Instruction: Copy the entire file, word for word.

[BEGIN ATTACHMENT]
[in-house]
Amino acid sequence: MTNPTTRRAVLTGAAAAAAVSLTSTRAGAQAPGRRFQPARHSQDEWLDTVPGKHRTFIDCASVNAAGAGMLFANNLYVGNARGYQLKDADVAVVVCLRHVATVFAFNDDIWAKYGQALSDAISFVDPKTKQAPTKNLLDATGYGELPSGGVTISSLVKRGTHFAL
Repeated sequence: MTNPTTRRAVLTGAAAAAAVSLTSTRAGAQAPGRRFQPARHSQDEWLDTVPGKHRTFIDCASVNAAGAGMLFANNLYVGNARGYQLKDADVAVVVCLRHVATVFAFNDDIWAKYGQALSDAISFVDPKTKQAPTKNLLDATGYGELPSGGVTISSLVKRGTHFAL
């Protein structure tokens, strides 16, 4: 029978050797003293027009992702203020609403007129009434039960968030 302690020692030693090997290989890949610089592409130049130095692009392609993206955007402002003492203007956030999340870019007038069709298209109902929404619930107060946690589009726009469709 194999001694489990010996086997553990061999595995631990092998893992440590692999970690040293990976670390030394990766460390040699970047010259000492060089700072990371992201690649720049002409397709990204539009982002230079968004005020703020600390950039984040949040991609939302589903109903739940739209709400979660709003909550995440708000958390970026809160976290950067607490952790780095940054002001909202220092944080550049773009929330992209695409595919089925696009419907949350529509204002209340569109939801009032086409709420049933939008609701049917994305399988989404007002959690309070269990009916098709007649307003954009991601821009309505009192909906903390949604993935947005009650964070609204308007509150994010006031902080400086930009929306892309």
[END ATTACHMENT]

[in-house]
Amino acid sequence: MTNPTTRRAVLTGAAAAAAVSLTSTRAGAQAPGRRFQPARHSQDEWLDTVPGKHRTFIDCASVNAAGAGMLFANNLYVGNARGYQLKDADVAVVVCLRHVATVFAFNDDIWAKYGQALSDAISFVDPKTKQAPTKNLLDATGYGELPSGGVTISSLVKRGTHFAL
Repeated sequence: MTNPTTRRAVLTGAAAAAAVSLTSTRAGAQAPGRRFQPARHSQDEWLDTVPGKHRTFIDCASVNAAGAGMLFANNLYVGNARGYQLKDADVAVVVCLRHVATVFAFNDDIWAKYGQALSDAISFVDPKTKQAPTKNLLDATGYGELPSGGVTISSLVKRGTHFAL
């Protein structure tokens, strides 16, 4: 029978050797003293027009992702203020609403007129009434039960968030 302690020692030693090997290989890949610089592409130049130095692009392609993206955007402002003492203007956030999340870019007038069709298209109902929404619930107060946690589009726009469709 194999001694489990010996086997553990061999595995631990092998893992440590692999970690040293990976670390030394990766460390040699970047010259000492060089700072990371992201690649720049002409397709990204539009982002230079968004005020703020600390950039984040949040991609939302589903109903739940739209709400979660709003909550995440708000958390970026809160976290950067607490952790780095940054002001909202220092944080550049773009929330992209695409595919089925696009419907949350529509204002209340569109939801009032086409709420049933939008609701049917994305399988989404007002959690309070269990009916098709007649307003954009991601821009309505009192909906903390949604993935947005009650964070609204308007509150994010006031902080400086930009929306892309």